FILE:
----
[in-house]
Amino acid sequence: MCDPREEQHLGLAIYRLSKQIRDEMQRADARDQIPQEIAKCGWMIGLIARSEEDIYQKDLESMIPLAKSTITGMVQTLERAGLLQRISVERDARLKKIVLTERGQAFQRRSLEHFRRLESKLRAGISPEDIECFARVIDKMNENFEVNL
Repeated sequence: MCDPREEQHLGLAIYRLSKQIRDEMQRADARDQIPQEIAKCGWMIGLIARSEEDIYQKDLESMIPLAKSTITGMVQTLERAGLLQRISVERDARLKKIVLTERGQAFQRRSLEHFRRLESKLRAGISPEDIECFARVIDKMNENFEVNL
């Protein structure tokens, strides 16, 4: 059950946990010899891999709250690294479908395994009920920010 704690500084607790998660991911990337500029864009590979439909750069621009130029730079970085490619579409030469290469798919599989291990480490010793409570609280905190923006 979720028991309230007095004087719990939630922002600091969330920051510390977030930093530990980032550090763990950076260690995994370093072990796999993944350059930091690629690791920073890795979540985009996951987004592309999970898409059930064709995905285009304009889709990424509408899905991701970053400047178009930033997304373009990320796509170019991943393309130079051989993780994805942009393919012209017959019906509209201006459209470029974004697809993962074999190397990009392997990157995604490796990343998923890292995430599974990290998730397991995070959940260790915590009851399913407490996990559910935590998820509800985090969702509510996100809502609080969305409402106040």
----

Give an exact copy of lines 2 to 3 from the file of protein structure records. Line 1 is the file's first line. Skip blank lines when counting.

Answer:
Amino acid sequence: MCDPREEQHLGLAIYRLSKQIRDEMQRADARDQIPQEIAKCGWMIGLIARSEEDIYQKDLESMIPLAKSTITGMVQTLERAGLLQRISVERDARLKKIVLTERGQAFQRRSLEHFRRLESKLRAGISPEDIECFARVIDKMNENFEVNL
Repeated sequence: MCDPREEQHLGLAIYRLSKQIRDEMQRADARDQIPQEIAKCGWMIGLIARSEEDIYQKDLESMIPLAKSTITGMVQTLERAGLLQRISVERDARLKKIVLTERGQAFQRRSLEHFRRLESKLRAGISPEDIECFARVIDKMNENFEVNL